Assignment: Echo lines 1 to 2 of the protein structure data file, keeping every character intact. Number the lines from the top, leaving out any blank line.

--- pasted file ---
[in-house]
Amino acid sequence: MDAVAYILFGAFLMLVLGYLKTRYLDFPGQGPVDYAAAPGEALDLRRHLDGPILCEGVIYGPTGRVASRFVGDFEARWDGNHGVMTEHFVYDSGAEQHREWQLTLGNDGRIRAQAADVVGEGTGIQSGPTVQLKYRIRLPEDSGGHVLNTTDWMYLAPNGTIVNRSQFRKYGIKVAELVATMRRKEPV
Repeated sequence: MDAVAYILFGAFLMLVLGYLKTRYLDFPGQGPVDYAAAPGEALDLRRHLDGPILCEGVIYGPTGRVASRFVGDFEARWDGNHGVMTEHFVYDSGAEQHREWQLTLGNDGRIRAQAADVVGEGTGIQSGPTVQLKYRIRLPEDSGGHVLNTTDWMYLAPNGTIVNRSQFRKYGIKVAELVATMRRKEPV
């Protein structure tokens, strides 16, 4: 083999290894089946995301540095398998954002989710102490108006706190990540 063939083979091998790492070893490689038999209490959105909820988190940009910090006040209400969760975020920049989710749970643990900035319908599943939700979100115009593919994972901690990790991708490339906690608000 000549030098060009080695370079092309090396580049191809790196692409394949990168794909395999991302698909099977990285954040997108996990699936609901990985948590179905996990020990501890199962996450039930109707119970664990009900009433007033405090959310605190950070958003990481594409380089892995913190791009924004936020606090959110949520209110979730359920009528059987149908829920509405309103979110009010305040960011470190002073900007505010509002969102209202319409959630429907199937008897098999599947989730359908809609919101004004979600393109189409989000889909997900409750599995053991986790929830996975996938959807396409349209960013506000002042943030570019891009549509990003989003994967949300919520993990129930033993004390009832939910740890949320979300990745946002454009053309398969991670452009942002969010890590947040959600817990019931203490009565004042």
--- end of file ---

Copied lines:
[in-house]
Amino acid sequence: MDAVAYILFGAFLMLVLGYLKTRYLDFPGQGPVDYAAAPGEALDLRRHLDGPILCEGVIYGPTGRVASRFVGDFEARWDGNHGVMTEHFVYDSGAEQHREWQLTLGNDGRIRAQAADVVGEGTGIQSGPTVQLKYRIRLPEDSGGHVLNTTDWMYLAPNGTIVNRSQFRKYGIKVAELVATMRRKEPV